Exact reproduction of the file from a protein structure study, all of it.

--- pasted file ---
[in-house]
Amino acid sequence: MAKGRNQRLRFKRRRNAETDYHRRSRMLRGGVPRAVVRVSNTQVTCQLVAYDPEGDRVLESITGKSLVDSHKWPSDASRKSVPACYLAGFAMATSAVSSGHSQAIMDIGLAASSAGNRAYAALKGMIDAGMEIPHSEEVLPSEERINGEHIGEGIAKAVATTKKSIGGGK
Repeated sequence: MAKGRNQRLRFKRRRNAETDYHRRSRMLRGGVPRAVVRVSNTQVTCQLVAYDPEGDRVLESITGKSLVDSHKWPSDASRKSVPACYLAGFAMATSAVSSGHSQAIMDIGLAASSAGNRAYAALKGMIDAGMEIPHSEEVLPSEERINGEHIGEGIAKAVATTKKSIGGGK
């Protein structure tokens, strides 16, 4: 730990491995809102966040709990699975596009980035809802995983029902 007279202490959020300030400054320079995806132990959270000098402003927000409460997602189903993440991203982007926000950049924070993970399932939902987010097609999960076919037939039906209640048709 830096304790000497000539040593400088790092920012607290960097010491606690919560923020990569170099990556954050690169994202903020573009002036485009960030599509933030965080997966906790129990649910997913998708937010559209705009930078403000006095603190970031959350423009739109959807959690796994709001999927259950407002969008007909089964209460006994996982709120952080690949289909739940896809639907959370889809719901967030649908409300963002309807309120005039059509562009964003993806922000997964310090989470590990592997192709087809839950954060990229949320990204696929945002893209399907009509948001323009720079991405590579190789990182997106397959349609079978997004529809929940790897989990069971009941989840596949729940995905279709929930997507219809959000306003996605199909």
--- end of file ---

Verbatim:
[in-house]
Amino acid sequence: MAKGRNQRLRFKRRRNAETDYHRRSRMLRGGVPRAVVRVSNTQVTCQLVAYDPEGDRVLESITGKSLVDSHKWPSDASRKSVPACYLAGFAMATSAVSSGHSQAIMDIGLAASSAGNRAYAALKGMIDAGMEIPHSEEVLPSEERINGEHIGEGIAKAVATTKKSIGGGK
Repeated sequence: MAKGRNQRLRFKRRRNAETDYHRRSRMLRGGVPRAVVRVSNTQVTCQLVAYDPEGDRVLESITGKSLVDSHKWPSDASRKSVPACYLAGFAMATSAVSSGHSQAIMDIGLAASSAGNRAYAALKGMIDAGMEIPHSEEVLPSEERINGEHIGEGIAKAVATTKKSIGGGK
């Protein structure tokens, strides 16, 4: 730990491995809102966040709990699975596009980035809802995983029902 007279202490959020300030400054320079995806132990959270000098402003927000409460997602189903993440991203982007926000950049924070993970399932939902987010097609999960076919037939039906209640048709 830096304790000497000539040593400088790092920012607290960097010491606690919560923020990569170099990556954050690169994202903020573009002036485009960030599509933030965080997966906790129990649910997913998708937010559209705009930078403000006095603190970031959350423009739109959807959690796994709001999927259950407002969008007909089964209460006994996982709120952080690949289909739940896809639907959370889809719901967030649908409300963002309807309120005039059509562009964003993806922000997964310090989470590990592997192709087809839950954060990229949320990204696929945002893209399907009509948001323009720079991405590579190789990182997106397959349609079978997004529809929940790897989990069971009941989840596949729940995905279709929930997507219809959000306003996605199909």